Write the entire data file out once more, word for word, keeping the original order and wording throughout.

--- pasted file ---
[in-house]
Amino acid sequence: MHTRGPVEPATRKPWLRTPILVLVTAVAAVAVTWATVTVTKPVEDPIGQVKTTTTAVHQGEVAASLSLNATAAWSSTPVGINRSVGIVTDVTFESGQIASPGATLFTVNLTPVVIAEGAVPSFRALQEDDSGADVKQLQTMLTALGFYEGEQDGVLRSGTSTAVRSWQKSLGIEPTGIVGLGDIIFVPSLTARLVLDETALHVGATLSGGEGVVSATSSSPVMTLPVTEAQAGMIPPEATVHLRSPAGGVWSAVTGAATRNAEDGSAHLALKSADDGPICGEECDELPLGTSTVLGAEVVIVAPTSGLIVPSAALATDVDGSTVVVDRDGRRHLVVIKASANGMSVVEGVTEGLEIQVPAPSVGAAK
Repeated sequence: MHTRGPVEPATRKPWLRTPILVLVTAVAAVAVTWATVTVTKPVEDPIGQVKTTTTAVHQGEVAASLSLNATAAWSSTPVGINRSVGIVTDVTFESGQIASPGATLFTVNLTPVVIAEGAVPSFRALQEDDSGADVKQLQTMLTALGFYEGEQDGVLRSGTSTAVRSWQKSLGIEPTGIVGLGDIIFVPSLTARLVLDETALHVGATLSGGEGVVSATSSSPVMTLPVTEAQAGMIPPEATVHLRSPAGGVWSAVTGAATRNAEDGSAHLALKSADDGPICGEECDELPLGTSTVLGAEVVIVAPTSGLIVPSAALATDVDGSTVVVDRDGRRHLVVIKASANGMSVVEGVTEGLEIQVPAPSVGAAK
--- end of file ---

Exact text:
[in-house]
Amino acid sequence: MHTRGPVEPATRKPWLRTPILVLVTAVAAVAVTWATVTVTKPVEDPIGQVKTTTTAVHQGEVAASLSLNATAAWSSTPVGINRSVGIVTDVTFESGQIASPGATLFTVNLTPVVIAEGAVPSFRALQEDDSGADVKQLQTMLTALGFYEGEQDGVLRSGTSTAVRSWQKSLGIEPTGIVGLGDIIFVPSLTARLVLDETALHVGATLSGGEGVVSATSSSPVMTLPVTEAQAGMIPPEATVHLRSPAGGVWSAVTGAATRNAEDGSAHLALKSADDGPICGEECDELPLGTSTVLGAEVVIVAPTSGLIVPSAALATDVDGSTVVVDRDGRRHLVVIKASANGMSVVEGVTEGLEIQVPAPSVGAAK
Repeated sequence: MHTRGPVEPATRKPWLRTPILVLVTAVAAVAVTWATVTVTKPVEDPIGQVKTTTTAVHQGEVAASLSLNATAAWSSTPVGINRSVGIVTDVTFESGQIASPGATLFTVNLTPVVIAEGAVPSFRALQEDDSGADVKQLQTMLTALGFYEGEQDGVLRSGTSTAVRSWQKSLGIEPTGIVGLGDIIFVPSLTARLVLDETALHVGATLSGGEGVVSATSSSPVMTLPVTEAQAGMIPPEATVHLRSPAGGVWSAVTGAATRNAEDGSAHLALKSADDGPICGEECDELPLGTSTVLGAEVVIVAPTSGLIVPSAALATDVDGSTVVVDRDGRRHLVVIKASANGMSVVEGVTEGLEIQVPAPSVGAAK